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I have an old version of Centos (5.7) and I would like to enable TLS 1.2 due to Google Chrome warning about TLS 1.0

I tried to update with yum but I can see that no OpenSSL 1.x could be installed upon this version of Centos. So I've downloaded it manually, and installed under /usr/local/openssl

Next step: how can I "link" it to apache (I've got apache itk)?

EDIT

Just to be more precise, I need to improve my Apache web server TLS protocol from 1.0 to 1.2 and, to do that, I need to update OpenSSL and to let Apache use it (but I don't know how. Have I to recompile apache? If so, how?)

New OpenSSL version is 1.0.2a

  • "Installed it manually" -> How? As in you compiled from source? What is the exact path to the .so files? – goldilocks Apr 27 '15 at 13:56
  • @goldilocks: downloaded tar.gz, uncompress it, configured it to not override system one, make and make install. This is how I've done – DonCallisto Apr 27 '15 at 13:59
  • @goldilocks: I've written explicitly that my vesion is 1.0.2a O_O – DonCallisto Apr 27 '15 at 14:24
  • Sheesh, sorry! I'll delete that stuff. – goldilocks Apr 27 '15 at 14:27
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So I've downloaded it manually, and installed under /usr/local/openssl

After you do a make install for a library, you need to run sudo ldconfig; this lets the linker know about it. Stuff in /usr/local should then take precedence unless you've changed the linker configuration. Double check you have a libssl with an appropriate creation time in /usr/local/lib.

To then check if apache will use it, run ldd on the binary.

> which apache
/usr/bin/apache
> ldd /usr/bin/apache | grep ssl

The path after libssl.so.10 => should be into /usr/local. Note I just made up the name of the executable there, you'll have to figure that out.


If you don't want the new libssl used by anything but apache, move it out of /usr/local/lib. Trying to avoid it ending up available there is more hassle than just moving it and prone to error and further confusion down the road. So find those libraries (they will all have identical timestamps -- I think there's actually just two, libssl and libcrypto, with symlinks) and move them to, e.g., /opt/openssl/lib. You can then start chrome with a shell script:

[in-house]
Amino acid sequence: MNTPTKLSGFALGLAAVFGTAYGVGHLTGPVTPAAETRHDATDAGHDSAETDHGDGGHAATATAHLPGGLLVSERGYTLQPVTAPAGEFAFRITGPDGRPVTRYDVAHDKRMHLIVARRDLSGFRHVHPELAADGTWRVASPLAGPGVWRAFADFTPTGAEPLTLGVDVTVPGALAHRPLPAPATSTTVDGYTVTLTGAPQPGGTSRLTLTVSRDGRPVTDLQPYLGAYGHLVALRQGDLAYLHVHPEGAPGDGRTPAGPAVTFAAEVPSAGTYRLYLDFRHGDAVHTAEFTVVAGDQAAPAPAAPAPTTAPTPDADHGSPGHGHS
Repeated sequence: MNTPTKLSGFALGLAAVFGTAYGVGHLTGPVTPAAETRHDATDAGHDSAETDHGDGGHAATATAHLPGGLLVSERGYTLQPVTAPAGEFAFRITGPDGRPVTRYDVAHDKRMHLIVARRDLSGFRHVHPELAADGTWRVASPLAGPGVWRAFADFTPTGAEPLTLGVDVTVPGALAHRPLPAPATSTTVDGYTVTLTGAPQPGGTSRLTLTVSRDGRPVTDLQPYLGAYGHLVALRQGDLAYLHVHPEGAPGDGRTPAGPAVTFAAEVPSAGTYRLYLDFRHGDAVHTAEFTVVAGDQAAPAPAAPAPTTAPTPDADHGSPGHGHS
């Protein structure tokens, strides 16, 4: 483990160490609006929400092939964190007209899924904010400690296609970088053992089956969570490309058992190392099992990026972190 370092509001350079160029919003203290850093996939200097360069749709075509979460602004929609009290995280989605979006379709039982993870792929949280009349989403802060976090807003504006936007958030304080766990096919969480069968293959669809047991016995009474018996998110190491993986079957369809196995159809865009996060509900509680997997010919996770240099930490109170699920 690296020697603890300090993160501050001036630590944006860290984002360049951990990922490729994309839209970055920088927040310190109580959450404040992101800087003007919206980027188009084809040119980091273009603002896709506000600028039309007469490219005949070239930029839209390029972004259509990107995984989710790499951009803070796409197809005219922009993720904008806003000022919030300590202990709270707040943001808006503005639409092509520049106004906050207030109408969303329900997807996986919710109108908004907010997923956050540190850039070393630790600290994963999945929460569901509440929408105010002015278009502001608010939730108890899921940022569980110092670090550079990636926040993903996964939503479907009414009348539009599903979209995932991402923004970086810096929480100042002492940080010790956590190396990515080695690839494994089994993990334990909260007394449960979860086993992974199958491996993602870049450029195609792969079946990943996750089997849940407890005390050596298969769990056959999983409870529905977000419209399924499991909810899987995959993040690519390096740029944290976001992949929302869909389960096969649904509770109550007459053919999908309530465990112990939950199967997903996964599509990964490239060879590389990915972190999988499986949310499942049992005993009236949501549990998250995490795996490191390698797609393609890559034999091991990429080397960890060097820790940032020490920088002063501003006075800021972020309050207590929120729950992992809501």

#!/bin/sh

export LD_LIBRARY_PATH=/opt/openssl/lib:$LD_LIBRARY_PATH
myapache $@

You'll have to move or rename the real executable (e.g., note above myapache) and then put this script into /usr/bin as apache, or whatever the name of the real executable is.

  • will sudo ldconfig change my system openssl? Because I've read that I could be in trouble. BTW I've read elsewhere I need to recompile apache. PS.: I'm doing this upon a web server, I don't need to use chrome at all, but users upon my sites will – DonCallisto Apr 27 '15 at 14:07
  • I've updated my question also – DonCallisto Apr 27 '15 at 14:10
  • You don't have a choice about running ldconfig now. If you don't do it, it will happen at some later point. I've added a bunch of stuff in above about using a specific library with chrome. As a further note, I think you are going to start running into trouble recompiling apache -- this will never end. You should just upgrade the whole system if at all possible. – goldilocks Apr 27 '15 at 14:20
  • It's not a problem of chrome. I just wanted to update OpenSSL used by Apache but I don't want to update system OpenSSL. I've read that is possible but I don't know how – DonCallisto Apr 27 '15 at 14:22
  • You can use the same strategy (starting apache with a script that exports LD_LIBRARY_PATH) as I recommended for chrome. – goldilocks Apr 27 '15 at 14:28

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